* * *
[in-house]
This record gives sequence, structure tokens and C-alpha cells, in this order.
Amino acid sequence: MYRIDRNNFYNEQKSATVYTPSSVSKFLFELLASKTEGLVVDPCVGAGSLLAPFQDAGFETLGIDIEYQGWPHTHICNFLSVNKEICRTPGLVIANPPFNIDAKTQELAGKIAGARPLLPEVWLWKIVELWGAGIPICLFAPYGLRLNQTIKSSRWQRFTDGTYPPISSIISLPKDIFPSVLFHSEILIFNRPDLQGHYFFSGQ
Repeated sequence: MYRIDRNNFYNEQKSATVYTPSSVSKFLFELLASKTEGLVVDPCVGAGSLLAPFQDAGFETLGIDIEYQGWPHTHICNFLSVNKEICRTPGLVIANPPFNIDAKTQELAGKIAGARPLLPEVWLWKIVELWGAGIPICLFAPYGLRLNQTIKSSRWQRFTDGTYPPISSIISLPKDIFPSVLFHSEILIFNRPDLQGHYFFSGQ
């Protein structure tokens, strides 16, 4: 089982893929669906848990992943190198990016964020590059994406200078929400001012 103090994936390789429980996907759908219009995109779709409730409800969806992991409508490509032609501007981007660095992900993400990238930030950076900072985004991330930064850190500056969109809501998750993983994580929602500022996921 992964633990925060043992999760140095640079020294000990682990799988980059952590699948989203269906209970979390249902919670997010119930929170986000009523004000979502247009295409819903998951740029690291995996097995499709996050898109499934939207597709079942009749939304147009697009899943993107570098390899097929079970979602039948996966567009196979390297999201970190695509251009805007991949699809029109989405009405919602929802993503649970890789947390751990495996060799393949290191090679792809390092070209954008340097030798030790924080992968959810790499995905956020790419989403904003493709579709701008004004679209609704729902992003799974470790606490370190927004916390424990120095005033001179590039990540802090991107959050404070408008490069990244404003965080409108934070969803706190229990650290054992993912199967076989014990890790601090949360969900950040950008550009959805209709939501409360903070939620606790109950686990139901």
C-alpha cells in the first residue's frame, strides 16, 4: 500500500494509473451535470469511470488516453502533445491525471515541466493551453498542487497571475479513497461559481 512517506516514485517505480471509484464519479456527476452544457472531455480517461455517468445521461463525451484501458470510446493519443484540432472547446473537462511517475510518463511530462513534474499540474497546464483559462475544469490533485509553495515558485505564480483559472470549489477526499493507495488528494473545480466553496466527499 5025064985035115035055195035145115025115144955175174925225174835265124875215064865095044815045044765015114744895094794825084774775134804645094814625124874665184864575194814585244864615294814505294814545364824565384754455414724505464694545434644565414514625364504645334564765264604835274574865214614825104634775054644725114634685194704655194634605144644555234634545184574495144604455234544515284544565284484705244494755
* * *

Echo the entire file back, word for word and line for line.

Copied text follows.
[in-house]
This record gives sequence, structure tokens and C-alpha cells, in this order.
Amino acid sequence: MYRIDRNNFYNEQKSATVYTPSSVSKFLFELLASKTEGLVVDPCVGAGSLLAPFQDAGFETLGIDIEYQGWPHTHICNFLSVNKEICRTPGLVIANPPFNIDAKTQELAGKIAGARPLLPEVWLWKIVELWGAGIPICLFAPYGLRLNQTIKSSRWQRFTDGTYPPISSIISLPKDIFPSVLFHSEILIFNRPDLQGHYFFSGQ
Repeated sequence: MYRIDRNNFYNEQKSATVYTPSSVSKFLFELLASKTEGLVVDPCVGAGSLLAPFQDAGFETLGIDIEYQGWPHTHICNFLSVNKEICRTPGLVIANPPFNIDAKTQELAGKIAGARPLLPEVWLWKIVELWGAGIPICLFAPYGLRLNQTIKSSRWQRFTDGTYPPISSIISLPKDIFPSVLFHSEILIFNRPDLQGHYFFSGQ
């Protein structure tokens, strides 16, 4: 089982893929669906848990992943190198990016964020590059994406200078929400001012 103090994936390789429980996907759908219009995109779709409730409800969806992991409508490509032609501007981007660095992900993400990238930030950076900072985004991330930064850190500056969109809501998750993983994580929602500022996921 992964633990925060043992999760140095640079020294000990682990799988980059952590699948989203269906209970979390249902919670997010119930929170986000009523004000979502247009295409819903998951740029690291995996097995499709996050898109499934939207597709079942009749939304147009697009899943993107570098390899097929079970979602039948996966567009196979390297999201970190695509251009805007991949699809029109989405009405919602929802993503649970890789947390751990495996060799393949290191090679792809390092070209954008340097030798030790924080992968959810790499995905956020790419989403904003493709579709701008004004679209609704729902992003799974470790606490370190927004916390424990120095005033001179590039990540802090991107959050404070408008490069990244404003965080409108934070969803706190229990650290054992993912199967076989014990890790601090949360969900950040950008550009959805209709939501409360903070939620606790109950686990139901």
C-alpha cells in the first residue's frame, strides 16, 4: 500500500494509473451535470469511470488516453502533445491525471515541466493551453498542487497571475479513497461559481 512517506516514485517505480471509484464519479456527476452544457472531455480517461455517468445521461463525451484501458470510446493519443484540432472547446473537462511517475510518463511530462513534474499540474497546464483559462475544469490533485509553495515558485505564480483559472470549489477526499493507495488528494473545480466553496466527499 5025064985035115035055195035145115025115144955175174925225174835265124875215064865095044815045044765015114744895094794825084774775134804645094814625124874665184864575194814585244864615294814505294814545364824565384754455414724505464694545434644565414514625364504645334564765264604835274574865214614825104634775054644725114634685194704655194634605144644555234634545184574495144604455234544515284544565284484705244494755